Holding the inaugural bat mitzvah service at Congregation Emeth’s new building last weekend, acting rabbi Debbie Israel took note: For the children gathered, this was probably their first time ever in a synagogue.
That’s because the 70-family Morgan Hill Reform congregation never had a permanent home, until now. With the opening
of the new facility on the town’s main street, Congre-gation Emeth becomes the only brick-and-mortar Jewish institution in southern Santa Clara County, which includes Gilroy, Hollister, South San Jose and Morgan Hill.
“For 31 years [congregants] have been traveling from homes to various churches and schools, having to put up the creative sanctuary and tear it down after services,” Israel said. “It was very demanding. Now the Torah gets to stay in the ark and the eternal light stays on all the time.”
The congregation purchased the 73-year-old former church-restaurant in April, and worked nonstop since to refurbish it. Though now open for business, the new synagogue’s official dedication ceremony takes place Sept. 12.
Because the Monterey Road structure was in foreclosure, Congregation Emeth bought it for the relatively low price of $825,000. But it was not in great shape. The former restaurant still had dining room tables set and food rotting in the kitchen. Homeless people had broken in, using the facility as shelter.
Congregants raised the money for the building via bonds purchased using personal IRAs and other means. Israel credits congregational president Michael Oshan, treasurer Barry Freund and past secretary Elizabeth Mandel as the leaders on the project. A capital campaign to pay down the mortgage and finance other improvements is under way.
About 30 minutes south of downtown San Jose, Morgan Hill and its environs can feel like a world away from the Bay Area metropolis. This is a place where the region Garlic Festival, Mushroom Festival and the Fourth of July parade constitute the calendar’s highpoints.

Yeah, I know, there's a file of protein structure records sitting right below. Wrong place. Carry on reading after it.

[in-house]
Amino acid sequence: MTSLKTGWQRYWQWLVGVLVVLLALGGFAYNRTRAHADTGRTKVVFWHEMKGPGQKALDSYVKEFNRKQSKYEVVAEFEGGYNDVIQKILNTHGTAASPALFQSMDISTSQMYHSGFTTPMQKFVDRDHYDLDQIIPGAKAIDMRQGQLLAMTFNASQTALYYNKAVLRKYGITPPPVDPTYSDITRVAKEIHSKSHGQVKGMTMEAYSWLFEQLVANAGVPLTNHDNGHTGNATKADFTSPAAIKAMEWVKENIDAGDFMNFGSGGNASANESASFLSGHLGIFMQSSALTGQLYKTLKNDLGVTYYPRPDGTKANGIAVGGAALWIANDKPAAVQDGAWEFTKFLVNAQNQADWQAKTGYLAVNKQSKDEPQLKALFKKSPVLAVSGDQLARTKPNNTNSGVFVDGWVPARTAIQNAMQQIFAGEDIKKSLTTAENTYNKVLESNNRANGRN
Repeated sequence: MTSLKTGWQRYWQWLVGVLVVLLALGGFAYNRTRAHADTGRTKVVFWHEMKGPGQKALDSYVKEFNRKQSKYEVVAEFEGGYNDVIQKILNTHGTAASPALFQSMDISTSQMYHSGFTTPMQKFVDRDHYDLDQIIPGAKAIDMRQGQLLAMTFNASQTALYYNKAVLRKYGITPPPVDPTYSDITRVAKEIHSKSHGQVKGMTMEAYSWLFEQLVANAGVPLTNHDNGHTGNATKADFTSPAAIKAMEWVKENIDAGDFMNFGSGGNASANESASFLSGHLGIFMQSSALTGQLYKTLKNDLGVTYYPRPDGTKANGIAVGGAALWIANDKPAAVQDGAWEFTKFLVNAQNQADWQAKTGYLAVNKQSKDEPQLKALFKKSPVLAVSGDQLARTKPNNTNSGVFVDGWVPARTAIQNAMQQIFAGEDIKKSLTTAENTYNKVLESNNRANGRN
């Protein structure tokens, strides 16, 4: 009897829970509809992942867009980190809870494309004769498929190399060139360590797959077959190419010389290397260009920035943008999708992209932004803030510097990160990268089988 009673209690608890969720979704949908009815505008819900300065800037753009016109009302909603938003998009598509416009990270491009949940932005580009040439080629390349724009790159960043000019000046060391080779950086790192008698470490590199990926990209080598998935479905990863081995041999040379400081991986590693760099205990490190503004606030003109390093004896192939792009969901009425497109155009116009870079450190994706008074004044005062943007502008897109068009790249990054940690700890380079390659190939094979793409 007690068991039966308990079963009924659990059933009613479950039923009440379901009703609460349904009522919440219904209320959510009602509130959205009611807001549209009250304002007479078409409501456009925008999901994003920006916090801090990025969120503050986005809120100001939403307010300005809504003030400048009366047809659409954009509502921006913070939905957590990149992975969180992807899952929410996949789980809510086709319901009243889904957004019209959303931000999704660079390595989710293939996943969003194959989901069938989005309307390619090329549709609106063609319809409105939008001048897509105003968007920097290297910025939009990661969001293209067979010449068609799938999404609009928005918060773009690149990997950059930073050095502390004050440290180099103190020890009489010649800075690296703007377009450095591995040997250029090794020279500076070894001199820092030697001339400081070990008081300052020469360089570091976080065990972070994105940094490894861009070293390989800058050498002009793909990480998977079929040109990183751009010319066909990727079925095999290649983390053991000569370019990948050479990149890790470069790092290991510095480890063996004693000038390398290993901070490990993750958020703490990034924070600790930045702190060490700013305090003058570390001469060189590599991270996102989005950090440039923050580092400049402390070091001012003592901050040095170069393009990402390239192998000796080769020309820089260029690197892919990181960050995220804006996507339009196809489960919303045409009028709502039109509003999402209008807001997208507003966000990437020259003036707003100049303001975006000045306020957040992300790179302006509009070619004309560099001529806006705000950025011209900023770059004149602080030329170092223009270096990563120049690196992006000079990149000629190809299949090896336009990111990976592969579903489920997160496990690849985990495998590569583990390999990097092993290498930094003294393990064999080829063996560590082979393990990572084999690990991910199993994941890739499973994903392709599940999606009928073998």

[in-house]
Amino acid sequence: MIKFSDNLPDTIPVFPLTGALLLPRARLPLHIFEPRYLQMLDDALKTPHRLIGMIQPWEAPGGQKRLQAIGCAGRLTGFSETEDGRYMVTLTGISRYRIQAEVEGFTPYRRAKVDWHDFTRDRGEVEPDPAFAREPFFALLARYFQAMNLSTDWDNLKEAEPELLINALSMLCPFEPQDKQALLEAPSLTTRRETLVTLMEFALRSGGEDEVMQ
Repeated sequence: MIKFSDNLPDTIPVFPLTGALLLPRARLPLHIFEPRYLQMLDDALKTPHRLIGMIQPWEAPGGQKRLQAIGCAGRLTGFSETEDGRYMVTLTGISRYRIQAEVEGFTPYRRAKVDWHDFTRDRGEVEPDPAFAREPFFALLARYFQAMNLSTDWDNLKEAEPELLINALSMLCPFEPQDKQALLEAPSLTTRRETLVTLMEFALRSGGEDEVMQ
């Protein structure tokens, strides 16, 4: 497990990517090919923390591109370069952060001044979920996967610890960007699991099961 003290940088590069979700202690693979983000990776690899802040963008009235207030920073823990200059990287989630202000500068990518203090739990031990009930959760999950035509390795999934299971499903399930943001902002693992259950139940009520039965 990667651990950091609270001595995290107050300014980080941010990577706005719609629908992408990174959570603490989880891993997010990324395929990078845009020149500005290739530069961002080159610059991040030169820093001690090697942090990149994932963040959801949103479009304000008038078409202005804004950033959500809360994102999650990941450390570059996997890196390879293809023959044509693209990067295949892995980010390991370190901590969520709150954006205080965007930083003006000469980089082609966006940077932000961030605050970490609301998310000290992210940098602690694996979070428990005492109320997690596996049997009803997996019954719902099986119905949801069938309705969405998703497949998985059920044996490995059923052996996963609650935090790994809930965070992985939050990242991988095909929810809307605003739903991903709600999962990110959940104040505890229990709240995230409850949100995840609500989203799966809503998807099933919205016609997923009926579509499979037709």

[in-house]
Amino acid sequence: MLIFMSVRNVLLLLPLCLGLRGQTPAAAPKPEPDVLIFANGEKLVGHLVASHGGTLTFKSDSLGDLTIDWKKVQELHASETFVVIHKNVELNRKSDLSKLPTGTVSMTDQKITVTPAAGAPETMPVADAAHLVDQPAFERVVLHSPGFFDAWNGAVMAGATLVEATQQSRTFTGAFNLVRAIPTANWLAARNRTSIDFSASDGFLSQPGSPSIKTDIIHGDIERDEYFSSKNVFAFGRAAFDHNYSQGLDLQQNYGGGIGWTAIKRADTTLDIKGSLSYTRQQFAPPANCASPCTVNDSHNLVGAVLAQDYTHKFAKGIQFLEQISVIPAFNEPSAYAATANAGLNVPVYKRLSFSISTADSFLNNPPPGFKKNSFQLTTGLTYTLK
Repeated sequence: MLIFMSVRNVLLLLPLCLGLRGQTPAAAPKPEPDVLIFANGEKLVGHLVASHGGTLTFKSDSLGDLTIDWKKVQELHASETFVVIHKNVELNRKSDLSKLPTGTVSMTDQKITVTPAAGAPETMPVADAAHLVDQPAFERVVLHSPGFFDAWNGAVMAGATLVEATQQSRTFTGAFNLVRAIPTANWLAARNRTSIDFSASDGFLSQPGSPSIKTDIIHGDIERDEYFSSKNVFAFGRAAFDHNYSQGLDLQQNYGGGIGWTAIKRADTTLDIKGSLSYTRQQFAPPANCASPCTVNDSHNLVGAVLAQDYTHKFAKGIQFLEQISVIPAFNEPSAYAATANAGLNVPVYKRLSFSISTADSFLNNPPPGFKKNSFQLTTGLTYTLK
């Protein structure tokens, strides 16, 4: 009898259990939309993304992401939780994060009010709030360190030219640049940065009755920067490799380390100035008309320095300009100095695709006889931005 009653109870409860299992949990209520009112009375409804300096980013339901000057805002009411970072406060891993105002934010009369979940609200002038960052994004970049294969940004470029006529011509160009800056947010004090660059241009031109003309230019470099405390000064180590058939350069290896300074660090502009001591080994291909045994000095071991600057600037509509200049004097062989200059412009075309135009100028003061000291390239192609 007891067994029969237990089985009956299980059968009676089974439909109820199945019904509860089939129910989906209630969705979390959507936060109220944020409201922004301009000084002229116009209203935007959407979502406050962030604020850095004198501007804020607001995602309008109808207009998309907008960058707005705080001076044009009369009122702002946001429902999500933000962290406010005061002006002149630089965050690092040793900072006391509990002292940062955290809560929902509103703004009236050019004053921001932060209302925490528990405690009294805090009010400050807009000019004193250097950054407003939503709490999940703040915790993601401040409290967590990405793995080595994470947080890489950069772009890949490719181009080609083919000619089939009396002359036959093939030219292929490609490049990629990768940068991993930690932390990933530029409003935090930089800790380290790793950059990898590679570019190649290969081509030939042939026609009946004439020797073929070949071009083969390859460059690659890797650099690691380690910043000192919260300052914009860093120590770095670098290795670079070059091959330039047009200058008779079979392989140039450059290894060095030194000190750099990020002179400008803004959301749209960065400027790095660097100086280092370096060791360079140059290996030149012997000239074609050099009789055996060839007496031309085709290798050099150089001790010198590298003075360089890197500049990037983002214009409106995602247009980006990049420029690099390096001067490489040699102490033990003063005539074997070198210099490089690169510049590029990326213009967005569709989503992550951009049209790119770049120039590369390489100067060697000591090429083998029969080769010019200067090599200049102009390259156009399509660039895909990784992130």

But the area is growing. Israel says many congregants commute to high-tech, education or social service jobs to the north. The small-town atmosphere and affordable housing have proven attractive.
It certainly attracted her. A native of Houston, Israel had been the publisher of Noah’s Ark, a newspaper insert for Jewish kids that reached up to a million readers worldwide. She also served as executive director of Jewish Women International (formerly B’nai B’rith Women).
Four years ago, she enrolled in the Academy for Jewish Religion, a Los Angeles rabbinical college, commuting weekly between Houston and L.A. Two years ago, Israel’s daughter in Santa Cruz introduced her to Paula Marcus, a rabbi at Aptos’ Temple Beth El and an AJR alum. Marcus told Israel about a little congregation in need of a rabbi.
It was a good fit for both, and Israel has been with Congregation Emeth ever since. She will be ordained next year, and will then change her title from acting rabbi to rabbi.
Congregation Emeth was established in 1977, with about a dozen families to start. A few years later, they hired Rabbi Jerold Levy, who served the congregation for 17 years. Rabbi Yitzhak Miller followed, though he departed in 2005. Last year, Emeth set up shop in a temporary home in Gilroy.
Now, those traveling days are over.
But not so much for Israel, who lives in Capitola and must make the bucolic drive to Morgan Hill every day. Not that she minds passing by the ranches, farms and vineyards along the way.
Said Israel, “I can’t believe I’m working in a place where I pass signs that say ‘Goats for sale.'”